Stein seems as if she should be a great jumping off point for a discussion of how art can be used to explore a concept that science may not have explained.  And in other cases perhaps art explores new areas of conscience, describes the human experience in a different way than science does.  Art and science can be complementary paths to helping us understand the world, and art can express truths that we all know but that science has not been able to prove, or has not yet found a way to explore.  This seems the reason that science should actual share more with the humanities.  Instead, Lehrer seems on the verge of actually constructing an argument for more respect for art, but stops short and gets too distracted coming up with crazy coincidences and chasing false comparisons.  Ultimately, we’re left with a few mildly interesting connections and nothing else.  There’s just no there there.

Lost in a Good Book

lost-in-a-good-bookLost in a Good Book, Jasper Fforde

Lost in a Good Book is one of those books that would be bad if it weren’t so good.  It runs the risk of being too clever by half, but it’s just clever enough, and the risk of being too convoluted, and too gimicky, but in the end it’s none of those.  Just an incredibly fun read and especially wonderful for literary nerds who can get all of the references.

The second book of the Thursday Next series, following The Eyre Affair, Lost in a Good Book takes place in 1985 Britain in a world that is very similar to ours, but is different in a few very big ways.  For instance, genetic engineering can occur through at-home cloning kits-our hero has a pet dodo.  And because of that Neanderthals were cloned but are not allowed to breed and are fighting for their rights.  Most long distance travel occurs through pneumatic tubes.  Vampires and werewolves are real, but are mostly just a nuisance.  Time travel is real, and the Crimean War has been going on for over 100 years.  And the most important difference: literature is important.  Really, really important.  Like, people get trampled at book sales and there’s an entire police agency dedicated to book forgeries and keeping books the same important.  Oh, and also some people-although not all-can jump back and forth between the fictional world and the real world and interact with the characters.  That’s kind of important, too.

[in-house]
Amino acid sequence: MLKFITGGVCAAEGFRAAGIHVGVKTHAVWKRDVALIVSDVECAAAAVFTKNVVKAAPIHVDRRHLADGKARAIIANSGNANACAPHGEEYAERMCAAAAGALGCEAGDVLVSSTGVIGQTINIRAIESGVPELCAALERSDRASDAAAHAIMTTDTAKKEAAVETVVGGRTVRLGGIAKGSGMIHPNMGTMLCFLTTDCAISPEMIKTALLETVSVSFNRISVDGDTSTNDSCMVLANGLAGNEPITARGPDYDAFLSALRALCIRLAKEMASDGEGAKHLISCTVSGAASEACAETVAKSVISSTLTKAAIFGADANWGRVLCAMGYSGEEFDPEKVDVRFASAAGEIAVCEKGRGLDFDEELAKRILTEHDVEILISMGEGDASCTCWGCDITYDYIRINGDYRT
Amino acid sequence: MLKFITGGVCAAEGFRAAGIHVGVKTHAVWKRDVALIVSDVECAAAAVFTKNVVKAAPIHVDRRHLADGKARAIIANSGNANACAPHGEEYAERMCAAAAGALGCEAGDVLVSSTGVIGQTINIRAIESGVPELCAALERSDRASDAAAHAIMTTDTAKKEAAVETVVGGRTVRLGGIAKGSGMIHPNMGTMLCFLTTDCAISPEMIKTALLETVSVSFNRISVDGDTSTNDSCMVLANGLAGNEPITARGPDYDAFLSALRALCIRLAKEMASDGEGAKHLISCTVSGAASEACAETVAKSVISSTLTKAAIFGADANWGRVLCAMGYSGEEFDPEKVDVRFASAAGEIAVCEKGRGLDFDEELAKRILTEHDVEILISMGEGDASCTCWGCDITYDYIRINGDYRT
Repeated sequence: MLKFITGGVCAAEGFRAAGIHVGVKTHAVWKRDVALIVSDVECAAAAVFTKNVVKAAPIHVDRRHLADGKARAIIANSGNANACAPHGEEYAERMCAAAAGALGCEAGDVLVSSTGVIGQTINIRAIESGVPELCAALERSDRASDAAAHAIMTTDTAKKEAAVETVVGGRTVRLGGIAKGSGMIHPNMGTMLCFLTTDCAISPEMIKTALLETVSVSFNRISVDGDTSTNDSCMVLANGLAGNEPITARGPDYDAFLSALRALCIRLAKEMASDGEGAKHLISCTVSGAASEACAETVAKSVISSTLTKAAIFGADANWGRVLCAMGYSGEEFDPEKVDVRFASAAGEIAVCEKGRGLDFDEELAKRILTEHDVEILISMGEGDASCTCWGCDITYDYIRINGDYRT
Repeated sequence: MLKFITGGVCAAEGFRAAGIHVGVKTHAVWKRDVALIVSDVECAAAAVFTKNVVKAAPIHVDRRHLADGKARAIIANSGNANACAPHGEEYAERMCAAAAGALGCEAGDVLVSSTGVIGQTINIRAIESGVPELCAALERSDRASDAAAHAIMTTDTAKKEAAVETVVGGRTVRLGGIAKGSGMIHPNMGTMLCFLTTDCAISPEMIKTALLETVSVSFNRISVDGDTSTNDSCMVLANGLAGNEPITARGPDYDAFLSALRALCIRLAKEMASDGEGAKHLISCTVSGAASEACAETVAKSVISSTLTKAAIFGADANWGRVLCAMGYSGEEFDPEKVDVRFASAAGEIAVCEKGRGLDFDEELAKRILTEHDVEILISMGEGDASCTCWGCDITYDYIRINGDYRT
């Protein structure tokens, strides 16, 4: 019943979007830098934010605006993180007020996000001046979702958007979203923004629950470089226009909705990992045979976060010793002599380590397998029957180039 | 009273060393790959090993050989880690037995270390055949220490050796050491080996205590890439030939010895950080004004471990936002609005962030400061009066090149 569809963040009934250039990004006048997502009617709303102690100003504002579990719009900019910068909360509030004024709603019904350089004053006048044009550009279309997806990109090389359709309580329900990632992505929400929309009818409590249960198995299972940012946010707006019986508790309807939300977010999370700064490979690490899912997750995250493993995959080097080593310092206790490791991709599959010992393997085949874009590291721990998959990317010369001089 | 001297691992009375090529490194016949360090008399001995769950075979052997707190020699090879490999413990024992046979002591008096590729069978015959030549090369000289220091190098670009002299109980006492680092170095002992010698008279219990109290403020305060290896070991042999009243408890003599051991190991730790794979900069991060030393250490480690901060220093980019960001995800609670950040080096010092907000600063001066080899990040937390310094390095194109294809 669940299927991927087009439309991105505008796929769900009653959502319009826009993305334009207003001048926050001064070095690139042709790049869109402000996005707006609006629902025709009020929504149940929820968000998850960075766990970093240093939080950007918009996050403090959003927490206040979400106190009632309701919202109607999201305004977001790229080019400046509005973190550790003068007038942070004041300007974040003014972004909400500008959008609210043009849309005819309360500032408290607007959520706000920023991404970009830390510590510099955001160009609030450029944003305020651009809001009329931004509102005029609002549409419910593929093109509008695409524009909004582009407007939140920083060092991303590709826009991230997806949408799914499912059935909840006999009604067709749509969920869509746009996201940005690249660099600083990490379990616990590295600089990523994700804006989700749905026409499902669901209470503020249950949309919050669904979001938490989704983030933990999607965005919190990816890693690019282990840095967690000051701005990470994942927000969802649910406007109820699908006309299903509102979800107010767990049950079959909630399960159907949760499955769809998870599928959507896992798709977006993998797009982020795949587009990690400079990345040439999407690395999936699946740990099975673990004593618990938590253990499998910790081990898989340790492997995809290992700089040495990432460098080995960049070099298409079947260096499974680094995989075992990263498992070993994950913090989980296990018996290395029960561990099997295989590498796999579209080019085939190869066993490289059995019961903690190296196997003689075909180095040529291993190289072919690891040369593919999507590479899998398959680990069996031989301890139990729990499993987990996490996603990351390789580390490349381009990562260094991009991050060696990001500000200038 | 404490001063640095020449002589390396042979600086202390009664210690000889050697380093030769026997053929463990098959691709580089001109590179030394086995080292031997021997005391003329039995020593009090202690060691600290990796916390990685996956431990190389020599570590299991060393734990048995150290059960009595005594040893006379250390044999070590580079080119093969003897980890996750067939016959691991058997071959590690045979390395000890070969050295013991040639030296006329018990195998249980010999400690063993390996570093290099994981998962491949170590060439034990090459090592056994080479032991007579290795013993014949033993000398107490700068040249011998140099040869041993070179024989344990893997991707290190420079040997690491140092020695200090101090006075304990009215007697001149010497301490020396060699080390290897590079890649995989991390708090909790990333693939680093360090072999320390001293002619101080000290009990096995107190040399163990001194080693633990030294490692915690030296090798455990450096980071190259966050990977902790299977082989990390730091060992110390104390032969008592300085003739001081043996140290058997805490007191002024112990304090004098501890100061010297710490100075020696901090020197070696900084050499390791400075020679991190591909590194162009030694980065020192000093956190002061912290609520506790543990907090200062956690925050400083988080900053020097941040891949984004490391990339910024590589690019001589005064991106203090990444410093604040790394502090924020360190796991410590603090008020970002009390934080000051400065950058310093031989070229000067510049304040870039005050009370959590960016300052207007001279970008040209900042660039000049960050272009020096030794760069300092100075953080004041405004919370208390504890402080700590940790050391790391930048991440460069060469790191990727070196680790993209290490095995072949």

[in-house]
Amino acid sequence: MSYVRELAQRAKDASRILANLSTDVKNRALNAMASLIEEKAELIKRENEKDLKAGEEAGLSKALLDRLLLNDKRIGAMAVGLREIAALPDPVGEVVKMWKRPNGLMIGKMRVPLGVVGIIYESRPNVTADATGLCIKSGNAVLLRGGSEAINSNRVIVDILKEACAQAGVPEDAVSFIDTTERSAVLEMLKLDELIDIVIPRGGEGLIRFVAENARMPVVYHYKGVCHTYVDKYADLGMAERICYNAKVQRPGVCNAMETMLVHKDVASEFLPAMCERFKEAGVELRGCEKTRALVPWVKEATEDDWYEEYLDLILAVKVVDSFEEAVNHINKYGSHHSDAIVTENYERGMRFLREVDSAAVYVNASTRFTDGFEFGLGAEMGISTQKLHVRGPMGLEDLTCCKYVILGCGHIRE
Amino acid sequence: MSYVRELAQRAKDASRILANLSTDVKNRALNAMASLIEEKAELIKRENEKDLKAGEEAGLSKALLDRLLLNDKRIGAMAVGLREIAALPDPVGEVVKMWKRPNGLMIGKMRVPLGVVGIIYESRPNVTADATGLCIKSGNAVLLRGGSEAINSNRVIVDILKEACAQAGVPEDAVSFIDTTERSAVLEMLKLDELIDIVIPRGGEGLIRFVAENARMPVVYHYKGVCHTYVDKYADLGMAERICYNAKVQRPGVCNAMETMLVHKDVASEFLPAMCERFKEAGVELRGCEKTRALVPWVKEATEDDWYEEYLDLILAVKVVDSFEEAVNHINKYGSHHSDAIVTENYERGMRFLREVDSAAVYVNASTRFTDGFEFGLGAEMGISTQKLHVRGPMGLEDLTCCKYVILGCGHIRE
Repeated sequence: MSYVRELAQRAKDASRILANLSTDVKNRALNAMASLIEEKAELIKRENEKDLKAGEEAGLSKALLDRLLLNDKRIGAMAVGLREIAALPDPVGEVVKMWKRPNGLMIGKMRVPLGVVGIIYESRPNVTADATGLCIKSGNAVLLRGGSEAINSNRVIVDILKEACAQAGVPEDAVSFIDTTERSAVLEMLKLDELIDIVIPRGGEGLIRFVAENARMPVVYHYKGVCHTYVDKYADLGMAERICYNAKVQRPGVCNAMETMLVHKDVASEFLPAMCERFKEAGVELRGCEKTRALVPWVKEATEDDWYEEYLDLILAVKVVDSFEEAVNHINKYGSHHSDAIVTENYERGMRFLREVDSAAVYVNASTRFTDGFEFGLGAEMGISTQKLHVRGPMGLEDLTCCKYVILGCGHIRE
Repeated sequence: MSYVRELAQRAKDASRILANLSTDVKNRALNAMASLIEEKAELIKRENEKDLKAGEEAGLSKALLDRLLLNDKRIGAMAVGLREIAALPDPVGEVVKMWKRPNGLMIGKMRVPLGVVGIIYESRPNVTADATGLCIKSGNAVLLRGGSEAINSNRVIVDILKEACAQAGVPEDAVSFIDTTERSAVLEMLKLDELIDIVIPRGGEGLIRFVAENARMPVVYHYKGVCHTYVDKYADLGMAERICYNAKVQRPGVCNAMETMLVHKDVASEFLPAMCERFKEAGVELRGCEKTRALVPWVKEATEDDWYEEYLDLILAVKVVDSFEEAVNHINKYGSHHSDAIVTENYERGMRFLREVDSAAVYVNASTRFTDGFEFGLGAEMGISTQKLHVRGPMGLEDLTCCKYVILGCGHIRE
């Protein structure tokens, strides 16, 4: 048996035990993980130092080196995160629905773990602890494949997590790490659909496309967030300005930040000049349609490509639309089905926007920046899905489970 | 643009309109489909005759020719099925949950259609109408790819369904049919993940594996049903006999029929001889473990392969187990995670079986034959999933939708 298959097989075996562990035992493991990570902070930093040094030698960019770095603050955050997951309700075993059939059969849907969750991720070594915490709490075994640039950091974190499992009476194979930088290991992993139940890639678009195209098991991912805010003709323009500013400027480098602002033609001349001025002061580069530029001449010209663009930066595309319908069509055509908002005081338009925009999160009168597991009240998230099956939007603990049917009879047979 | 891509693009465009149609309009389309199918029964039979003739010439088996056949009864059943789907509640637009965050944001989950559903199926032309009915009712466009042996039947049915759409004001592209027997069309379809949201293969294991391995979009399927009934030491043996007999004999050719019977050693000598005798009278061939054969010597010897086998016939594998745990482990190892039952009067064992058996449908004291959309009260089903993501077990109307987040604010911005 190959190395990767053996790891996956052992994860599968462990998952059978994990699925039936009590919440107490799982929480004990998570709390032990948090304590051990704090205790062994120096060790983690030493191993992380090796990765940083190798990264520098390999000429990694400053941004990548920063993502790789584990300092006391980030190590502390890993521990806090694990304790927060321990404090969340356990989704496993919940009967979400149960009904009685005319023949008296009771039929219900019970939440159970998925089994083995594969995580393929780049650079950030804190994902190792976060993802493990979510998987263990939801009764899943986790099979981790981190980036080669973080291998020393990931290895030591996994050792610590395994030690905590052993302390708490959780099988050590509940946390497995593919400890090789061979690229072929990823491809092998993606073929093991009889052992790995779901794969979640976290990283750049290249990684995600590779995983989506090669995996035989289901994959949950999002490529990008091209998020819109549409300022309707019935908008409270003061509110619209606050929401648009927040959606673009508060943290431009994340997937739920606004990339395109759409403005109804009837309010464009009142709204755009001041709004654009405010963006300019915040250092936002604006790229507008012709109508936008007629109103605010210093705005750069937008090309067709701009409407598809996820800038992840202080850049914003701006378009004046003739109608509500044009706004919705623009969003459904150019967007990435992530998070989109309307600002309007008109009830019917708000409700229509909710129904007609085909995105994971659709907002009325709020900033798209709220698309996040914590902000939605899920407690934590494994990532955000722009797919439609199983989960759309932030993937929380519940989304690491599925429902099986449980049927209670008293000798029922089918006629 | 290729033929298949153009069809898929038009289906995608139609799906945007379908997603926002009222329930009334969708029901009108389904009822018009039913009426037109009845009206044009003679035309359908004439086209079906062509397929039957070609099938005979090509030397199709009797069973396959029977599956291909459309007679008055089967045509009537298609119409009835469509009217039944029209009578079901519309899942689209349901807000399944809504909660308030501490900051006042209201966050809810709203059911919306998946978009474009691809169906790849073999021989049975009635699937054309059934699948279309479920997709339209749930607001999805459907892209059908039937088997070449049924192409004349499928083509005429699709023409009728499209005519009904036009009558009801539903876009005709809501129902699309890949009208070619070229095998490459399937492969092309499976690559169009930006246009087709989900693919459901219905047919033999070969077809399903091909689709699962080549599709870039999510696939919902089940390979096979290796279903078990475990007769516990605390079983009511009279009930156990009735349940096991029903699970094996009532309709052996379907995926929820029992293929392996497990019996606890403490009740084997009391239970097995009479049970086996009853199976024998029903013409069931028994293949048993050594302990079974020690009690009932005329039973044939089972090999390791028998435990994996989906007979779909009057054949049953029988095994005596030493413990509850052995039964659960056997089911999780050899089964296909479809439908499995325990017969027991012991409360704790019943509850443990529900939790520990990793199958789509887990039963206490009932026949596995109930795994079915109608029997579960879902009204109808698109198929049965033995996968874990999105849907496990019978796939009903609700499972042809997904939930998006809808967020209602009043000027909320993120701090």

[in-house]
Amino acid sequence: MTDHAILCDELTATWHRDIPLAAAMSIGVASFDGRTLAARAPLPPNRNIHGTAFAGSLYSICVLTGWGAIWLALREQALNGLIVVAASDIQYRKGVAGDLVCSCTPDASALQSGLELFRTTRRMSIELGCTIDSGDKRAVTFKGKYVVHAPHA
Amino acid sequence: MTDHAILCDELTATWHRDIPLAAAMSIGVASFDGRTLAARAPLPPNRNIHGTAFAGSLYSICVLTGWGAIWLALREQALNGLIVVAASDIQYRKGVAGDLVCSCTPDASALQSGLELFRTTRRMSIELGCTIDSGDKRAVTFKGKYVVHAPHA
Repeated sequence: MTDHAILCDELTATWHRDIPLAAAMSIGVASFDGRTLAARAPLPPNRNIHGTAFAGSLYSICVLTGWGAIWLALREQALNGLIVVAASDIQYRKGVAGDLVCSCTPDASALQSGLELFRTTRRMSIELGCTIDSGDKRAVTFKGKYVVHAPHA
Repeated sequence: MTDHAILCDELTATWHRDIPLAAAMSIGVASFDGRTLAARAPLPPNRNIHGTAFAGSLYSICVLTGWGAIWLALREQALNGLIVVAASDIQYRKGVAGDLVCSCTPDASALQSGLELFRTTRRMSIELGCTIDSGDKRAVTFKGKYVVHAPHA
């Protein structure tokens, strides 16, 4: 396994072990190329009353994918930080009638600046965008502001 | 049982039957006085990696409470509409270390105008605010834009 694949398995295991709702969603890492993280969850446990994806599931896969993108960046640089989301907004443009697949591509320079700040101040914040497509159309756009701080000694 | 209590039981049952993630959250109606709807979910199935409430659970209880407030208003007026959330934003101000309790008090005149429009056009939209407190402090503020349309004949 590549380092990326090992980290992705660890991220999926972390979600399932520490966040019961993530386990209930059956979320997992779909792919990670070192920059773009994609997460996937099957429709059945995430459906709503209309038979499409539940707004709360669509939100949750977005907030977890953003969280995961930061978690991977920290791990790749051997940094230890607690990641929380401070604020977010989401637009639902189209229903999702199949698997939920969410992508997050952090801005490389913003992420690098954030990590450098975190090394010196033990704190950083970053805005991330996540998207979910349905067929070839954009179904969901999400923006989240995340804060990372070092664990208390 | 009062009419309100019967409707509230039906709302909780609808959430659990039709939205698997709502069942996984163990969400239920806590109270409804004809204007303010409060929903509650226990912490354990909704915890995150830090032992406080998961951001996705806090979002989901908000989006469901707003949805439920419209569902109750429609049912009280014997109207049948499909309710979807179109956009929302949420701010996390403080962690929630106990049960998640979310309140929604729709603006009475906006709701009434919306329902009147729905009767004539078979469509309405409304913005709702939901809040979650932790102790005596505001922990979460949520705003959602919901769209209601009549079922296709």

In The Eyre Affair, Thursday Next is on the hunt for her former literature professor turned master criminal, Acheron Hades, who has kidnapped Jane from Jane Eyre for blackmailing purposes.  Next tracks him down and saves the novel-making a slight adjustment to the ending-but also traps someone from Goliath Corporation (if you can’t tell from the name, they’re bad guys) in the text of The Raven.

Lost in a Good Book picks up after the events of The Eyre Affair have settled down somewhat.  Thursday is married to her childhood sweetheart and expecting, she’s a minor celebrity for saving Jane Eyre and back at work.  Unfortunately, others have demands on her time as well.  Her time-traveling father, a former Chronoguard officer who now officially doesn’t exist, is warning her that the world is about to be destroyed under pink goo, and JurisFiction, a secret department made up primarily of fictional characters hopping between worlds, is both arresting her for meddling in Jane Eyre (which results in a great trial á la Kafka) and making her an agent, and the Goliath Corporation wants help bringing their employee back from The Raven.

It can all get a bit confusing.  Fforde’s books definitely keep you on their toes.  But they move along briskly, and they’re clever enough, witty enough, and fun enough to keep the reader involved.  For a ridiculously pretentious read, it doesn’t take itself too seriously.  And the messiness of the plot recalls other British authors as well.  It’s a bit of Douglas Adams via a tour through the classics section of the library.

Revenge of the Lawn

revenge-of-the-lawnRevenge of the Lawn, Richard Brautigan